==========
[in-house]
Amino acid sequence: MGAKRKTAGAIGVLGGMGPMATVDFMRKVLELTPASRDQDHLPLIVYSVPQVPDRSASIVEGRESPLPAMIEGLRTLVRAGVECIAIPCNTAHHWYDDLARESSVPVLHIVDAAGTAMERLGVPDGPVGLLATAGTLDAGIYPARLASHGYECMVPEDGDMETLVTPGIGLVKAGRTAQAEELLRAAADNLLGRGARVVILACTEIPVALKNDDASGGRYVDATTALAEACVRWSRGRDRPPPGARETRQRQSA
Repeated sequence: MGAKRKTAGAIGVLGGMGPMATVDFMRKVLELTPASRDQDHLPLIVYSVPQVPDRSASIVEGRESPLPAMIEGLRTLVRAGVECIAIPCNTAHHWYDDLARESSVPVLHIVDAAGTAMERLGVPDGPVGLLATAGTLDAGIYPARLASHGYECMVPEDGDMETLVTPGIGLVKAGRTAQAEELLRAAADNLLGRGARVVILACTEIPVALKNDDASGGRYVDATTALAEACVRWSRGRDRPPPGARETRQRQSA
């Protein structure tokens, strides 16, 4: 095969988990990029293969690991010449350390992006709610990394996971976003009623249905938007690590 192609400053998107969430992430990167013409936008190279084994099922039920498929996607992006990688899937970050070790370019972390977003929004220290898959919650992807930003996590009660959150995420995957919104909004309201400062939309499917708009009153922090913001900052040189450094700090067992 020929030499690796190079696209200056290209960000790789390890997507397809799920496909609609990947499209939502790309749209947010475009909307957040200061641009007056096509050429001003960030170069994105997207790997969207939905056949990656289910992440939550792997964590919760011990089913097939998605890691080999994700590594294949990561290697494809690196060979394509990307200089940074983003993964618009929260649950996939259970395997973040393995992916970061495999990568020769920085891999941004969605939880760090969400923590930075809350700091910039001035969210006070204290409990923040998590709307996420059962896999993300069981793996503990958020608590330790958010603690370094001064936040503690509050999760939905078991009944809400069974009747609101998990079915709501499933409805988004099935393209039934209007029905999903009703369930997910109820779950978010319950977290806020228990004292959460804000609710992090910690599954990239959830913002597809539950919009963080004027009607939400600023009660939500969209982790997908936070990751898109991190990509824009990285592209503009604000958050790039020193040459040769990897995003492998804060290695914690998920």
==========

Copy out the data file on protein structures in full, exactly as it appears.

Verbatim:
[in-house]
Amino acid sequence: MGAKRKTAGAIGVLGGMGPMATVDFMRKVLELTPASRDQDHLPLIVYSVPQVPDRSASIVEGRESPLPAMIEGLRTLVRAGVECIAIPCNTAHHWYDDLARESSVPVLHIVDAAGTAMERLGVPDGPVGLLATAGTLDAGIYPARLASHGYECMVPEDGDMETLVTPGIGLVKAGRTAQAEELLRAAADNLLGRGARVVILACTEIPVALKNDDASGGRYVDATTALAEACVRWSRGRDRPPPGARETRQRQSA
Repeated sequence: MGAKRKTAGAIGVLGGMGPMATVDFMRKVLELTPASRDQDHLPLIVYSVPQVPDRSASIVEGRESPLPAMIEGLRTLVRAGVECIAIPCNTAHHWYDDLARESSVPVLHIVDAAGTAMERLGVPDGPVGLLATAGTLDAGIYPARLASHGYECMVPEDGDMETLVTPGIGLVKAGRTAQAEELLRAAADNLLGRGARVVILACTEIPVALKNDDASGGRYVDATTALAEACVRWSRGRDRPPPGARETRQRQSA
């Protein structure tokens, strides 16, 4: 095969988990990029293969690991010449350390992006709610990394996971976003009623249905938007690590 192609400053998107969430992430990167013409936008190279084994099922039920498929996607992006990688899937970050070790370019972390977003929004220290898959919650992807930003996590009660959150995420995957919104909004309201400062939309499917708009009153922090913001900052040189450094700090067992 020929030499690796190079696209200056290209960000790789390890997507397809799920496909609609990947499209939502790309749209947010475009909307957040200061641009007056096509050429001003960030170069994105997207790997969207939905056949990656289910992440939550792997964590919760011990089913097939998605890691080999994700590594294949990561290697494809690196060979394509990307200089940074983003993964618009929260649950996939259970395997973040393995992916970061495999990568020769920085891999941004969605939880760090969400923590930075809350700091910039001035969210006070204290409990923040998590709307996420059962896999993300069981793996503990958020608590330790958010603690370094001064936040503690509050999760939905078991009944809400069974009747609101998990079915709501499933409805988004099935393209039934209007029905999903009703369930997910109820779950978010319950977290806020228990004292959460804000609710992090910690599954990239959830913002597809539950919009963080004027009607939400600023009660939500969209982790997908936070990751898109991190990509824009990285592209503009604000958050790039020193040459040769990897995003492998804060290695914690998920």